Among Theon's lost works, the *Suda* mentions *On Signs and Observation of Birds and the Sound of Crows*; *On the Rising of the Dog[-Star]*; and *On the Inundation of the Nile*.^{ [3] }

**Euclid**, sometimes called **Euclid of Alexandria** to distinguish him from Euclid of Megara, was a Greek mathematician, often referred to as the "founder of geometry" or the "father of geometry". He was active in Alexandria during the reign of Ptolemy I. His *Elements* is one of the most influential works in the history of mathematics, serving as the main textbook for teaching mathematics from the time of its publication until the late 19th or early 20th century. In the *Elements*, Euclid deduced the theorems of what is now called Euclidean geometry from a small set of axioms. Euclid also wrote works on perspective, conic sections, spherical geometry, number theory, and mathematical rigour.

**Hipparchus of Nicaea** was a Greek astronomer, geographer, and mathematician. He is considered the founder of trigonometry but is most famous for his incidental discovery of precession of the equinoxes.

**Claudius Ptolemy** was a mathematician, astronomer, natural philosopher, geographer and astrologer who wrote several scientific treatises, three of which were of importance to later Byzantine, Islamic and Western European science. The first is the astronomical treatise now known as the *Almagest*, although it was originally entitled the *Mathematical Treatise* and then known as *The Great Treatise*. The second is the *Geography*, which is a thorough discussion of the geographic knowledge of the Greco-Roman world. The third is the astrological treatise in which he attempted to adapt horoscopic astrology to the Aristotelian natural philosophy of his day. This is sometimes known as the *Apotelesmatiká* (Ἀποτελεσματικά) but more commonly known as the *Tetrábiblos* from the Koine Greek (Τετράβιβλος) meaning "Four Books" or by the Latin *Quadripartitum*.

**Hypatia** was a Hellenistic Neoplatonist philosopher, astronomer, and mathematician, who lived in Alexandria, Egypt, then part of the Eastern Roman Empire. She was a prominent thinker of the Neoplatonic school in Alexandria where she taught philosophy and astronomy. Although preceded by Pandrosion, another Alexandrine female mathematician, she is the first female mathematician whose life is reasonably well recorded. Hypatia was renowned in her own lifetime as a great teacher and a wise counselor. She is known to have written a commentary on Diophantus's thirteen-volume *Arithmetica*, which may survive in part, having been interpolated into Diophantus's original text, and another commentary on Apollonius of Perga's treatise on conic sections, which has not survived. Many modern scholars also believe that Hypatia may have edited the surviving text of Ptolemy's *Almagest*, based on the title of her father Theon's commentary on Book III of the *Almagest*.

An **astrolabe** is an ancient astronomical device that equates to a handheld model of the universe. Its various functions also make it an elaborate inclinometer and an analogue calculation device capable of working out several kinds of problems in astronomy. Historically used by astronomers, it is able to measure the altitude above the horizon of a celestial body, day or night; it can be used to identify stars or planets, to determine local latitude given local time, to survey, or to triangulate. It was used in classical antiquity, the Islamic Golden Age, the European Middle Ages and the Age of Discovery for all these purposes.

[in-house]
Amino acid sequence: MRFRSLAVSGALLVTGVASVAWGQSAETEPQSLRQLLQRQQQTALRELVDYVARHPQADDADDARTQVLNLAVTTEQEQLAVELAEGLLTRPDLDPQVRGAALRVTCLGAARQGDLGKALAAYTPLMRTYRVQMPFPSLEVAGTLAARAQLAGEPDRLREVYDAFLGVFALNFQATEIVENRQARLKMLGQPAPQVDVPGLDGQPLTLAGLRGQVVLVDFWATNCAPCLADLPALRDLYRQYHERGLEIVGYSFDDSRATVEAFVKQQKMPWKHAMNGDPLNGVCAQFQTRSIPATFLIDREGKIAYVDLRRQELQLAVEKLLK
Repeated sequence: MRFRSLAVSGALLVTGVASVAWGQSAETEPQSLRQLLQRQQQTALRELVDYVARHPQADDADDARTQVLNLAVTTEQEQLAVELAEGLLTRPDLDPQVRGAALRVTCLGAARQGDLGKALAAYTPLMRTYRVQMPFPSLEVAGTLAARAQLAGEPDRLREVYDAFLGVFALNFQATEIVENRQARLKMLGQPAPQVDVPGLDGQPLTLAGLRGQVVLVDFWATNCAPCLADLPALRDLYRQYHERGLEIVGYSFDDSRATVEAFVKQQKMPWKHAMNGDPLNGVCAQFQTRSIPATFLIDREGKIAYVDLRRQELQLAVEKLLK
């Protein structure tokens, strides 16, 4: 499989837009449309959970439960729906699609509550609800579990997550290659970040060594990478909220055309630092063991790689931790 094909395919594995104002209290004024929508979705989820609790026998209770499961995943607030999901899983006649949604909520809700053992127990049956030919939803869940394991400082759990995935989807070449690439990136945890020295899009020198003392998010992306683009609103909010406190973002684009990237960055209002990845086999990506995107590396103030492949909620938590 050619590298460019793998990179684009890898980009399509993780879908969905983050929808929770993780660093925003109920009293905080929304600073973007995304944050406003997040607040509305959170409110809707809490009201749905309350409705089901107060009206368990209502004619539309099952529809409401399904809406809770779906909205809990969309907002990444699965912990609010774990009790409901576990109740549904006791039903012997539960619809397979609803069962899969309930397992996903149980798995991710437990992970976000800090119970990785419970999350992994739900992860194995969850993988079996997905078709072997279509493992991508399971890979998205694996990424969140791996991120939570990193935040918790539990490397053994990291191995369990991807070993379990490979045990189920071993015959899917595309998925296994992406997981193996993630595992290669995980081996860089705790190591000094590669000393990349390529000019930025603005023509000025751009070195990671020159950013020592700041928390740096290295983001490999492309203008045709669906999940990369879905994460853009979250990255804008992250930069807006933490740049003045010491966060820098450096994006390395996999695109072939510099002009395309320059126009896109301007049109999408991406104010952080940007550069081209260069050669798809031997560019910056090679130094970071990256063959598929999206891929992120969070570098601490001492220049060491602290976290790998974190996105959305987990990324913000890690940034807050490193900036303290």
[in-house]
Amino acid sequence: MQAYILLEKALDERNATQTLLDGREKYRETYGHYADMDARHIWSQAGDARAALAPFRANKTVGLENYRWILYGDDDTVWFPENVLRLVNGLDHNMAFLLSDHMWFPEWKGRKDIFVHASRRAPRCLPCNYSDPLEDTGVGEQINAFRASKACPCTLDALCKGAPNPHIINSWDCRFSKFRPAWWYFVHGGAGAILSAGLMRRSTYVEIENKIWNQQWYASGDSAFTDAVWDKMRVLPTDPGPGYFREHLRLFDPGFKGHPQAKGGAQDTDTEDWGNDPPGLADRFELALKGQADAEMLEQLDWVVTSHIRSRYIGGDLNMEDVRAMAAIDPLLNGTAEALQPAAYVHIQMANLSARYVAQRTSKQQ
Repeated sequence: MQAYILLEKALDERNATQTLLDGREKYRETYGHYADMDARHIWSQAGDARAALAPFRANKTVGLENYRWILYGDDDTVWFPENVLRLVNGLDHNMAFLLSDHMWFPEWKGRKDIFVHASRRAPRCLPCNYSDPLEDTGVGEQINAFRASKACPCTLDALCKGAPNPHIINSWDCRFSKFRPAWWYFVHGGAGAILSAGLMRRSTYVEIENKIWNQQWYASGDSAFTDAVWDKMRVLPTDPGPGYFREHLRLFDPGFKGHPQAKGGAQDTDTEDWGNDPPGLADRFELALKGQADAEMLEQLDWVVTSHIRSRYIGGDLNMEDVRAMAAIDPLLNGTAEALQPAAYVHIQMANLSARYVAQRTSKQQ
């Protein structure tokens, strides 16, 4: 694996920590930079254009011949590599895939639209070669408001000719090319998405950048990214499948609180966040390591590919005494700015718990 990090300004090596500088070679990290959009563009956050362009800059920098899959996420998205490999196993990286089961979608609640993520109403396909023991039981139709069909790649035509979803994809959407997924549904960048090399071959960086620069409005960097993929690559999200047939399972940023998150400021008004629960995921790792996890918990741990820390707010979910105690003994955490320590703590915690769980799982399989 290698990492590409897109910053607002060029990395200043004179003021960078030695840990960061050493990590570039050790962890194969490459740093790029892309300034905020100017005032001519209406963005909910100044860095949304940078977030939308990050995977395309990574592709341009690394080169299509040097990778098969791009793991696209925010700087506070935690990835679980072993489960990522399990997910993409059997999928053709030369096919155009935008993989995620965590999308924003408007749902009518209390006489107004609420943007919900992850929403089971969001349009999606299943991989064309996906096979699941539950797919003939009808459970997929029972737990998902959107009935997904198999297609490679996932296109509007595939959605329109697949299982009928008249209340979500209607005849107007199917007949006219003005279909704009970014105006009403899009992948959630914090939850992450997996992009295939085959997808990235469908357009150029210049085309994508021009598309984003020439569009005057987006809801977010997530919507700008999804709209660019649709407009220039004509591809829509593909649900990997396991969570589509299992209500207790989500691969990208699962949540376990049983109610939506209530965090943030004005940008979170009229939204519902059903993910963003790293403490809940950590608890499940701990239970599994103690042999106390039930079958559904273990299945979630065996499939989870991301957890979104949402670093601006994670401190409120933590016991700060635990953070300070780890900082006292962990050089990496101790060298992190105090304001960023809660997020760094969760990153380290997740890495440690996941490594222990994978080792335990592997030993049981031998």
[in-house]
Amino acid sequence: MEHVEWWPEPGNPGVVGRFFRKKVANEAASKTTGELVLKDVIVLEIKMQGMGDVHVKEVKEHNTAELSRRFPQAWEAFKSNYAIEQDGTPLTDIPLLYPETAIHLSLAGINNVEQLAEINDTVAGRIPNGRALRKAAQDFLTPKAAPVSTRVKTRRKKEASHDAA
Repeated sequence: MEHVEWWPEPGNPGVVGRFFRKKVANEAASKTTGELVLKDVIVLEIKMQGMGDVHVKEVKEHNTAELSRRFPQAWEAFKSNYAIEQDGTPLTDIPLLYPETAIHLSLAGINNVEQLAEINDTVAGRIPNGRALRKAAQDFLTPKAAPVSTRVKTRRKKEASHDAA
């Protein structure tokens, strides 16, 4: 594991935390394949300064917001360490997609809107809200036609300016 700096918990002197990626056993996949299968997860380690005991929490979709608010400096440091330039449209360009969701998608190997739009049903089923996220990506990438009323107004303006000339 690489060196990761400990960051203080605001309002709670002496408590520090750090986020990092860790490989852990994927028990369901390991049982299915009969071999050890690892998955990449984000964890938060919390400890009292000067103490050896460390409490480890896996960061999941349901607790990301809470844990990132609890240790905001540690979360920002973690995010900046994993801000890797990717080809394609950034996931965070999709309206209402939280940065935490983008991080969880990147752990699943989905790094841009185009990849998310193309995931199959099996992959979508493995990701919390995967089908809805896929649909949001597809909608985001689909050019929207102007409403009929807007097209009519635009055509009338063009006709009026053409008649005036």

The * Almagest* is a 2nd-century Greek-language mathematical and astronomical treatise on the apparent motions of the stars and planetary paths, written by Claudius Ptolemy. One of the most influential scientific texts of all time, it canonized a geocentric model of the Universe that was accepted for more than 1200 years from its origin in Hellenistic Alexandria, in the medieval Byzantine and Islamic worlds, and in Western Europe through the Middle Ages and early Renaissance until Copernicus. It is also a key source of information about ancient Greek astronomy.

**Timocharis of Alexandria** was a Greek astronomer and philosopher. Likely born in Alexandria, he was a contemporary of Euclid.

**Pappus of Alexandria** was one of the last great Greek mathematicians of antiquity, known for his *Synagoge* (Συναγωγή) or *Collection*, and for Pappus's hexagon theorem in projective geometry. Nothing is known of his life, other than what can be found in his own writings: that he had a son named Hermodorus, and was a teacher in Alexandria.

**Greek mathematics** refers to mathematics texts written during and ideas stemming from the Archaic through the Hellenistic periods, extant from the 7th century BC to the 4th century AD, around the shores of the Eastern Mediterranean. Greek mathematicians lived in cities spread over the entire Eastern Mediterranean from Italy to North Africa but were united by Greek culture and the Greek language. The word "mathematics" itself derives from the Ancient Greek: μάθημα, romanized: *máthēma*Attic Greek: [má.tʰɛː.ma]Koine Greek: [ˈma.θi.ma], meaning "subject of instruction". The study of mathematics for its own sake and the use of generalized mathematical theories and proofs is an important difference between Greek mathematics and those of preceding civilizations.

**Theon of Smyrna** was a Greek philosopher and mathematician, whose works were strongly influenced by the Pythagorean school of thought. His surviving *On Mathematics Useful for the Understanding of Plato* is an introductory survey of Greek mathematics.

**Catoptrics** deals with the phenomena of reflected light and image-forming optical systems using mirrors. A catoptric system is also called a *catopter* (*catoptre*).

**Trepidation**, in now-obsolete medieval theories of astronomy, refers to hypothetical oscillation in the precession of the equinoxes. The theory was popular from the 9th to the 16th centuries.